Beigeing of white adipose tissue has potential anti-obesity and anti-diabetes effects, yet the underlying signaling mechanisms remain to be fully elucidated. Here we show that adipose-specific knockout of Rheb, an upstream activator of mTORC1, protects mice from high fat diet-induced obesity and insulin resistance. Rheb deficiency in adipose tissue reduced mTORC1 signaling, increased lipolysis, and promoted beigeing and energy expenditure. On the other hand, overexpression of Rheb in primary adipocytes significantly inhibited CREB phosphorylation and UCP1 expression. Mechanistically, fat-specific knockout of Rheb increased cAMP levels, PKA activity, and UCP1 expression in subcutaneous white adipose tissue. Interestingly, treating primary adipocytes with rapamycin only partially alleviated the suppressing effect of Rheb on UCP1 expression, suggesting the presence of a novel mechanism underlying the inhibitory effect of Rheb on thermogenic gene expression. Consistent with this notion, overexpression of Rheb stabilizes the expression of cAMP-specific phosphodiesterase-4D5 in adipocytes, whereas knockout of Rheb greatly reduced cellular levels of phosphodiesterase-4D5, concurrently with increased cAMP levels, PKA activation, and UCP1 expression. Taken together, our findings reveal Rheb as an important negative regulator of beige fat development and thermogenesis. In addition, Rheb is able to suppress the beigeing effect through an mTORC1-independent mechanism.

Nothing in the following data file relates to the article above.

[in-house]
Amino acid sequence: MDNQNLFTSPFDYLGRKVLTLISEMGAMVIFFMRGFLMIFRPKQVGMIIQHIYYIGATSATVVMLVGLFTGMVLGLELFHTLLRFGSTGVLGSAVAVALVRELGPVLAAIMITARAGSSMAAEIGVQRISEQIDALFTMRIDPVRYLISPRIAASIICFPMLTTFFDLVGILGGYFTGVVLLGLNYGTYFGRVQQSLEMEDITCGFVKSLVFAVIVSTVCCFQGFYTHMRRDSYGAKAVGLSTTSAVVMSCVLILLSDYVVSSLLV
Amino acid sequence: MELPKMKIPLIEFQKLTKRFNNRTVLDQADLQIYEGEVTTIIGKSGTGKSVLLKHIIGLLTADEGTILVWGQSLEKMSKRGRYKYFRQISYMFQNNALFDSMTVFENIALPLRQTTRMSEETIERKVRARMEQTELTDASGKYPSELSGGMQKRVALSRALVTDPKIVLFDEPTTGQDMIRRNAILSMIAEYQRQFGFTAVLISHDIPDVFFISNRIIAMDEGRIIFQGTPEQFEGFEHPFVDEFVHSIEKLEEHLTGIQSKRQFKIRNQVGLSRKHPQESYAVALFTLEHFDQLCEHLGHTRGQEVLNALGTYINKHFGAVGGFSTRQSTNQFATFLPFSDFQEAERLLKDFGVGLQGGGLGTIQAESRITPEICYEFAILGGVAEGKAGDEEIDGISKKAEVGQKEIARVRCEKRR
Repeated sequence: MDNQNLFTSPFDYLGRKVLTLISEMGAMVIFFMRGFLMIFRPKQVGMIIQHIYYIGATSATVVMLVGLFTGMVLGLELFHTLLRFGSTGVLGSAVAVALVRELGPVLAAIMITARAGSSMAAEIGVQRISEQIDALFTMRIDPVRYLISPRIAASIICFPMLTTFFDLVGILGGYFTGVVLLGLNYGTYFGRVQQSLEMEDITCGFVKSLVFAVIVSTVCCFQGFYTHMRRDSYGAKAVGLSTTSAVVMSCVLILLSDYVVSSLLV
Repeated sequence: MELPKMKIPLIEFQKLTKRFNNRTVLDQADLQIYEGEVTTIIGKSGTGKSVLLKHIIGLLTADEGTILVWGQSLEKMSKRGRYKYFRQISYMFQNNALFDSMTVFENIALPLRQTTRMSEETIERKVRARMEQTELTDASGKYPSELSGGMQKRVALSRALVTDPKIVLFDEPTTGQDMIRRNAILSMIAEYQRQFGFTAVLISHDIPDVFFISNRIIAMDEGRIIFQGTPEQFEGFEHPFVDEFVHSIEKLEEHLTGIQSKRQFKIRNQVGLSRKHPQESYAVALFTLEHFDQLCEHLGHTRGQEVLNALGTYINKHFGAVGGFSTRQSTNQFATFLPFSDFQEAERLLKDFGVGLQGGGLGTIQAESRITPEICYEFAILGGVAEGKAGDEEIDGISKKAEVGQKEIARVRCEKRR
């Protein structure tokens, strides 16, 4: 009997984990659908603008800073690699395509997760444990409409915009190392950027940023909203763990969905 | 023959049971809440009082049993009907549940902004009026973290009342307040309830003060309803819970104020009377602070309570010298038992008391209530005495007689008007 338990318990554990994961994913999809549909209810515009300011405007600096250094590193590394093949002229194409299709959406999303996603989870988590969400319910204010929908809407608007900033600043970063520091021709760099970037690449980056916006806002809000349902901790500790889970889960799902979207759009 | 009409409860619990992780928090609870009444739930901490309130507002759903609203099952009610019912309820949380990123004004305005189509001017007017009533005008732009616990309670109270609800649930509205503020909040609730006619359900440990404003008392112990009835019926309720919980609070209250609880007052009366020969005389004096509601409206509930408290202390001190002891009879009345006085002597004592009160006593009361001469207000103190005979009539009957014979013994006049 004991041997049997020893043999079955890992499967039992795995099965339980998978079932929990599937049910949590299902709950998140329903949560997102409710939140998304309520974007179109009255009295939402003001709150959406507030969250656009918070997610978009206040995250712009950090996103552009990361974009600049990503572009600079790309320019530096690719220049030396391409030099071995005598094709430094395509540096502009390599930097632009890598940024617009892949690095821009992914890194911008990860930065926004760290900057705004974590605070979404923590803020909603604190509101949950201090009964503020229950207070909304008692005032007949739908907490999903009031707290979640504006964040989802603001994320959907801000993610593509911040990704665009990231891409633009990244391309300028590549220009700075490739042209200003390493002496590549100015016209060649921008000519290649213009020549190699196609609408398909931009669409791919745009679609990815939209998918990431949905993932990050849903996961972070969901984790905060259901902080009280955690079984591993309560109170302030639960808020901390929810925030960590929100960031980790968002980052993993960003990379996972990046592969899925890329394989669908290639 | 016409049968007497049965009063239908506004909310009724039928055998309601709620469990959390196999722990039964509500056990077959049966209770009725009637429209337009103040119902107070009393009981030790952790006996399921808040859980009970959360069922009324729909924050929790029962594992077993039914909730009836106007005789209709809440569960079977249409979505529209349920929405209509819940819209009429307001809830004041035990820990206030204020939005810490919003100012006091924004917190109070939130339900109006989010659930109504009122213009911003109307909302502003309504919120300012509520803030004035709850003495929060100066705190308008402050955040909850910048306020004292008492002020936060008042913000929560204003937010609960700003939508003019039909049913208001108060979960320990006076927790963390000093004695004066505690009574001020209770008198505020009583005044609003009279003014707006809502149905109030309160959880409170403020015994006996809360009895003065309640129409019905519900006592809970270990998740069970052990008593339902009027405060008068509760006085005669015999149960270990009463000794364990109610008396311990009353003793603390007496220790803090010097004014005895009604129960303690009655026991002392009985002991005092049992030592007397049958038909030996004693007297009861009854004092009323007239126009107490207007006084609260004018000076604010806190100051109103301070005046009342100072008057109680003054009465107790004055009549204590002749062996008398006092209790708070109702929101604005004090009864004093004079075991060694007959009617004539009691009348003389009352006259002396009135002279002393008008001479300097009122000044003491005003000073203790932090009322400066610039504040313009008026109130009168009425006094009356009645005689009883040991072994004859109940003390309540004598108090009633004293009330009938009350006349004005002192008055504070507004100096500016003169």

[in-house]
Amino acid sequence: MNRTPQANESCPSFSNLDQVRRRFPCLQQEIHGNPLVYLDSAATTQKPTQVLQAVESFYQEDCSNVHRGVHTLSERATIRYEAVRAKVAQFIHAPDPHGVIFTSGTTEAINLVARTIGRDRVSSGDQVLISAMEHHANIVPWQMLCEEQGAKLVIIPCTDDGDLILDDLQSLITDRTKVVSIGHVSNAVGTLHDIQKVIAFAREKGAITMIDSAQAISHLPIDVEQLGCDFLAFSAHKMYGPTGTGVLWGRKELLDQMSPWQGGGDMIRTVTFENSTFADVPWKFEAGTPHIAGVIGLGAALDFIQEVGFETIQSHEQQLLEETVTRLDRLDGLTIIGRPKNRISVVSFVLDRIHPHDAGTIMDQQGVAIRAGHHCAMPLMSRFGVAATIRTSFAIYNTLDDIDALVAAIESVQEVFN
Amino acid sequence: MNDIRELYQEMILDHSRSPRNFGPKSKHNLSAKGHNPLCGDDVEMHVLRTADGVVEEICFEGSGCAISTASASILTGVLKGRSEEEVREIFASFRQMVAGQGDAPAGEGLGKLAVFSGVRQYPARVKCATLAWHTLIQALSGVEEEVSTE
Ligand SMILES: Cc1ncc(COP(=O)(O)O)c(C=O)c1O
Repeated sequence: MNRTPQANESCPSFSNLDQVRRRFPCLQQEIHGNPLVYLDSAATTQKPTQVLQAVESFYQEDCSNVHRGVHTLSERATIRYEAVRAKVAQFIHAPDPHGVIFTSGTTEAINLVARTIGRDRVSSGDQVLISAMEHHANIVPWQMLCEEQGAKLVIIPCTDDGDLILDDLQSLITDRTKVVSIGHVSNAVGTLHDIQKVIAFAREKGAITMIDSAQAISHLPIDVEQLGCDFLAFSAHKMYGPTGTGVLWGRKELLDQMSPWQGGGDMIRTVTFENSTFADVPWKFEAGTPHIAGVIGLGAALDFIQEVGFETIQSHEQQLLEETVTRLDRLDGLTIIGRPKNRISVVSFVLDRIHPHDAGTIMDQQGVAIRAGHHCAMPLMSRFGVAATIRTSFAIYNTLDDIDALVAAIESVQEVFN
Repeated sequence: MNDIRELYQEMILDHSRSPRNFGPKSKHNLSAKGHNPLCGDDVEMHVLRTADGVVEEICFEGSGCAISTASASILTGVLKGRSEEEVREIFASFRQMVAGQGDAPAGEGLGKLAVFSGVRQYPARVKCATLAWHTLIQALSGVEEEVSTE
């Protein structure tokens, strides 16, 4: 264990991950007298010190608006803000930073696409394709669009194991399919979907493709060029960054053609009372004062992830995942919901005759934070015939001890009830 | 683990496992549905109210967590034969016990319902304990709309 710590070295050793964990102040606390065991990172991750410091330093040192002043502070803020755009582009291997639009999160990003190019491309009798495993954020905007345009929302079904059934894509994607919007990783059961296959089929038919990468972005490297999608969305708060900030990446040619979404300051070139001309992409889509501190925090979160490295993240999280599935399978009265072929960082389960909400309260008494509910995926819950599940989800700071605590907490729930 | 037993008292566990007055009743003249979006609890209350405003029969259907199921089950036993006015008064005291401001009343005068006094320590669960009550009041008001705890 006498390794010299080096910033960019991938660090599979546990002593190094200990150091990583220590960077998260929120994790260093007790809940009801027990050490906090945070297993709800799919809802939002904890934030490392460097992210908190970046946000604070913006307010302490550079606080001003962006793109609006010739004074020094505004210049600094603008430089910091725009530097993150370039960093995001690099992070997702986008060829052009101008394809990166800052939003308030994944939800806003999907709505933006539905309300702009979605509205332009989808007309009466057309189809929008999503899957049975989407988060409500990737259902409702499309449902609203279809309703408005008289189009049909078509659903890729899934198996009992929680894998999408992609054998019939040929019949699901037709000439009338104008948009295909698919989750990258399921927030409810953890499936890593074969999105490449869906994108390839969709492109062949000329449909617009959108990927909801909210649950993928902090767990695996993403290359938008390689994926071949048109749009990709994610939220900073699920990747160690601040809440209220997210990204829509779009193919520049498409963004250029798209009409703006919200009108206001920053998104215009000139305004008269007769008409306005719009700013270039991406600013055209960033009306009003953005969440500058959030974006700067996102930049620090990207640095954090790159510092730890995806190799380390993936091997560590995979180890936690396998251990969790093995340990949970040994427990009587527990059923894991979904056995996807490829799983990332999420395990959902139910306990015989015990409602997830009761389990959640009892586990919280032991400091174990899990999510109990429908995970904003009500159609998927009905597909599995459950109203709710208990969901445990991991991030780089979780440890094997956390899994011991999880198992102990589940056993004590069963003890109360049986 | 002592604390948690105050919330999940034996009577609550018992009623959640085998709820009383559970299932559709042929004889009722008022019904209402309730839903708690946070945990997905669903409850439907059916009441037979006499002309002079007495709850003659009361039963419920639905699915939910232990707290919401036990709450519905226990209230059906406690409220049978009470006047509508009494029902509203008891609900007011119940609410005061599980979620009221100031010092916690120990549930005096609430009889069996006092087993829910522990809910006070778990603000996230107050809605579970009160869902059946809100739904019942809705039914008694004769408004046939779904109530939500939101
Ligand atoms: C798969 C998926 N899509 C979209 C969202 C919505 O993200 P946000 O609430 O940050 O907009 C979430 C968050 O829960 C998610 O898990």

This article contains Supplementary Data online at http://diabetes.diabetesjournals.org/lookup/suppl/doi:10.2337/db16-0886/-/DC1.
- Received July 25, 2016.
- Accepted December 14, 2016.
- © 2017 by the American Diabetes Association.